No doubt Omaha audiences are much more respectful than Kalamazoo’s, right? So if you’re headed to The Waiting Room tonight to see Jurado headline, take your chatter out to the sidewalk. No one wants to hear it, least of all Jurado, who is on the road supporting last year’s Secretly Canadian release Brothers and Sisters of the Eternal Sun. Opening is Oquoa’s Max Holmquist. $15, 9 p.m.

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Read Tim McMahan’s blog daily at Lazy-i.com — an online music magazine that includes feature interviews, reviews and news. The focus is on the national indie music scene with a special emphasis on the best original bands in the Omaha area. Copyright © 2015 Tim McMahan. All rights reserved.

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Sleater-Kinney (SOLD OUT), Sucettes, Well-Aimed Arrows tonight; Brad Hoshaw/Deadlies Saturday; Lights Sunday…

Category: Blog — Tags: , , — @ 1:46 pm February 13, 2015
Sleater-Kinney plays a sold out show tonight at The Slowdown.

Sleater-Kinney plays a sold out show tonight at The Slowdown.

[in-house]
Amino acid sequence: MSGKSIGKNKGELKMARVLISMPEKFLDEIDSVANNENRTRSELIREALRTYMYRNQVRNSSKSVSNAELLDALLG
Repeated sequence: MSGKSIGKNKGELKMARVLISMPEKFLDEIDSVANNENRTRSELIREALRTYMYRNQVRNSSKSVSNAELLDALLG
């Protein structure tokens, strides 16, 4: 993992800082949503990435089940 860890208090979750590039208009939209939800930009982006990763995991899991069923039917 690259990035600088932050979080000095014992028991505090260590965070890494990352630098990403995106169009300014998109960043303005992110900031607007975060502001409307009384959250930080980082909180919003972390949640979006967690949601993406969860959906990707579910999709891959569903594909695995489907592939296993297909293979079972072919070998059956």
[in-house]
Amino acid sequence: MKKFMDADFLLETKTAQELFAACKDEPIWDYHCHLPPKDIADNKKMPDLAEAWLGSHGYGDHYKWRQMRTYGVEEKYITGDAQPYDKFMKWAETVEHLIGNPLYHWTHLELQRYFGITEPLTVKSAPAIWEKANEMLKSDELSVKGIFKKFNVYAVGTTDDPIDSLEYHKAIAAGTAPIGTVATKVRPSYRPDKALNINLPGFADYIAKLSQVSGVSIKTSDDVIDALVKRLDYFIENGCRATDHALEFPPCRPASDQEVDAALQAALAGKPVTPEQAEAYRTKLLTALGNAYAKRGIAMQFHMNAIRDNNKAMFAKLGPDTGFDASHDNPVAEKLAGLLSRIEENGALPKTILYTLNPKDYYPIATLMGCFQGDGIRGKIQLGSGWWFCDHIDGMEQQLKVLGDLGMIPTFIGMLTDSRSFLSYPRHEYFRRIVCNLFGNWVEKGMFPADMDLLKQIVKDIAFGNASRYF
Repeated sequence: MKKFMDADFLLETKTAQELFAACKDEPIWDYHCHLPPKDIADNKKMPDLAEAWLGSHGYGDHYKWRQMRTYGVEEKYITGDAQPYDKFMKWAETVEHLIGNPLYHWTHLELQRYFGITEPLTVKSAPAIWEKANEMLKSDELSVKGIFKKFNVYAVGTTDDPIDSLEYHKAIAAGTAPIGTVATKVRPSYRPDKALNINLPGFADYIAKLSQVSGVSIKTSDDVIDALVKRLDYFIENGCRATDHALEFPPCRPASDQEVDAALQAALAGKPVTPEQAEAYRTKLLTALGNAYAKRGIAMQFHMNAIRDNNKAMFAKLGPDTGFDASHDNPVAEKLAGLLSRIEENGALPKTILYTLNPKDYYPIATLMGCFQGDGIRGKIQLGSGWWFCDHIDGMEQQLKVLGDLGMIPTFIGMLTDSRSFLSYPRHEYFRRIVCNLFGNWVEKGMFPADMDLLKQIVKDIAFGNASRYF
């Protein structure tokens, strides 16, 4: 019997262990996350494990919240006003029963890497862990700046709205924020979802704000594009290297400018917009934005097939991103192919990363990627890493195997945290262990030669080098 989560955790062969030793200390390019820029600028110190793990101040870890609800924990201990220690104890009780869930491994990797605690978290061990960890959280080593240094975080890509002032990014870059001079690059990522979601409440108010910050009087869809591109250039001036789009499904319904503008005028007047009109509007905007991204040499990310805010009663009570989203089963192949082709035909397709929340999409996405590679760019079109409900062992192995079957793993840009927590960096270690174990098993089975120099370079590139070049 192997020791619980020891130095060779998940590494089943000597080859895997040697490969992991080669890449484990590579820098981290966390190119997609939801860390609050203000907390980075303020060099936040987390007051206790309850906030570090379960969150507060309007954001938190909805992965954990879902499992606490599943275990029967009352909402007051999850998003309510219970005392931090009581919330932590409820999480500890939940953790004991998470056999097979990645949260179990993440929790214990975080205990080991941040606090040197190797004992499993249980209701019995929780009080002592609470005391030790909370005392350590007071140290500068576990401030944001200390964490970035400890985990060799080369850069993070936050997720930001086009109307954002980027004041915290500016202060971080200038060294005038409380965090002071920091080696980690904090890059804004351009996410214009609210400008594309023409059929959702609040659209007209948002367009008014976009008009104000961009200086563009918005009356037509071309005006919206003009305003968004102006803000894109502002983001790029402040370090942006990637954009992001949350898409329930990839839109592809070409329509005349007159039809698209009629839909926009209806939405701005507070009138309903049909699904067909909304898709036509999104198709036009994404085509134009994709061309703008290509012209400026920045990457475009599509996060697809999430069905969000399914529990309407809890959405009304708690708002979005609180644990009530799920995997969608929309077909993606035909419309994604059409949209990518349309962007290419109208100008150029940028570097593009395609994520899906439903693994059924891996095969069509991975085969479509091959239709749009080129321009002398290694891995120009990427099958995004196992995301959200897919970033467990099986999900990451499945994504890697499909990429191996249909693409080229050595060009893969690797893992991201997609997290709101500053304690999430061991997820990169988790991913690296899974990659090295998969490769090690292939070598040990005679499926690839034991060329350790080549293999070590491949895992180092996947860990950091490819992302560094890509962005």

by Tim McMahan, Lazy-i.com

That long sold out Sleater-Kinney show is tonight at The Slowdown (in the big room, obviously). If the setlist from last night’s show in Denver is any indication, expect to hear most of the band’s new album, No Cities to Love (including “Bury Our Friends,” which was dedicated to NYT columnist David Carr last night), as well as the usual hits like “Dig Me Out.” Opening is Minneapolis hip-hop artist Lizzo. Starts at 9 p.m. See you there.

Also tonight, Dave Goldberg’s new band Sucettes is performing at fabulous O’Leaver’s. The band also includes Jeremiah McIntyre (Box Elders), Genie Molkentine & Todd VonStup (Killer Blow) and CJ Olson. Very groovy indeed. Opening are Well-Aimed Arrows and Those Far Out Arrows. This is the perfect after-party for you S-K concertgoers. $5, 9:30 p.m.